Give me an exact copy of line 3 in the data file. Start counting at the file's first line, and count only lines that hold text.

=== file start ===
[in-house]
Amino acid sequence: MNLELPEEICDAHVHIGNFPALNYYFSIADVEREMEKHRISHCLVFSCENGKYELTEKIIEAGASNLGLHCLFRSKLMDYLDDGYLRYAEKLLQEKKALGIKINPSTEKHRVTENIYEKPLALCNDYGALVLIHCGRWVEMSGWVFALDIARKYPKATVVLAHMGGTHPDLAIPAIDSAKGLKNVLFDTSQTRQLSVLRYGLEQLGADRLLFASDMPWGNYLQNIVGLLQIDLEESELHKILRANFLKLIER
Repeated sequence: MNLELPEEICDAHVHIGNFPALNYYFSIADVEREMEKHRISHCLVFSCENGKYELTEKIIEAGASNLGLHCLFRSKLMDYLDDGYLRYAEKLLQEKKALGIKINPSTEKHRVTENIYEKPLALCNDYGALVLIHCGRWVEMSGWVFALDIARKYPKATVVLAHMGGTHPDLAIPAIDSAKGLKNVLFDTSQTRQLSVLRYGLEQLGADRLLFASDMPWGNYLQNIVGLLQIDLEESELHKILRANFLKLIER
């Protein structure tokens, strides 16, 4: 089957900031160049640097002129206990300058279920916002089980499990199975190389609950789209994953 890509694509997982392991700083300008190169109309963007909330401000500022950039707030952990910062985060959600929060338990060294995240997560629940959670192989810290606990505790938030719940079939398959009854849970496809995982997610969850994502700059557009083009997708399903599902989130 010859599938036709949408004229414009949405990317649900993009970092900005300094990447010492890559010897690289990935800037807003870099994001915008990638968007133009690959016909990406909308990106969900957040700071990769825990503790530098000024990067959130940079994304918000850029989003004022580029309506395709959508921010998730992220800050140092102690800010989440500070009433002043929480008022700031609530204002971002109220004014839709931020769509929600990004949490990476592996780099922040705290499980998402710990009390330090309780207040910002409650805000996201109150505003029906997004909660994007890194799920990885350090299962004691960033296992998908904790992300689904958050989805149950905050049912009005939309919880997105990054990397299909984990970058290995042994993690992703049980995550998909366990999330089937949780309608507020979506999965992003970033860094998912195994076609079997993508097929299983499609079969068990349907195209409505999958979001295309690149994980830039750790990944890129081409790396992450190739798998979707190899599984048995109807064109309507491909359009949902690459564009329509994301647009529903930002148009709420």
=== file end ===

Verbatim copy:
Repeated sequence: MNLELPEEICDAHVHIGNFPALNYYFSIADVEREMEKHRISHCLVFSCENGKYELTEKIIEAGASNLGLHCLFRSKLMDYLDDGYLRYAEKLLQEKKALGIKINPSTEKHRVTENIYEKPLALCNDYGALVLIHCGRWVEMSGWVFALDIARKYPKATVVLAHMGGTHPDLAIPAIDSAKGLKNVLFDTSQTRQLSVLRYGLEQLGADRLLFASDMPWGNYLQNIVGLLQIDLEESELHKILRANFLKLIER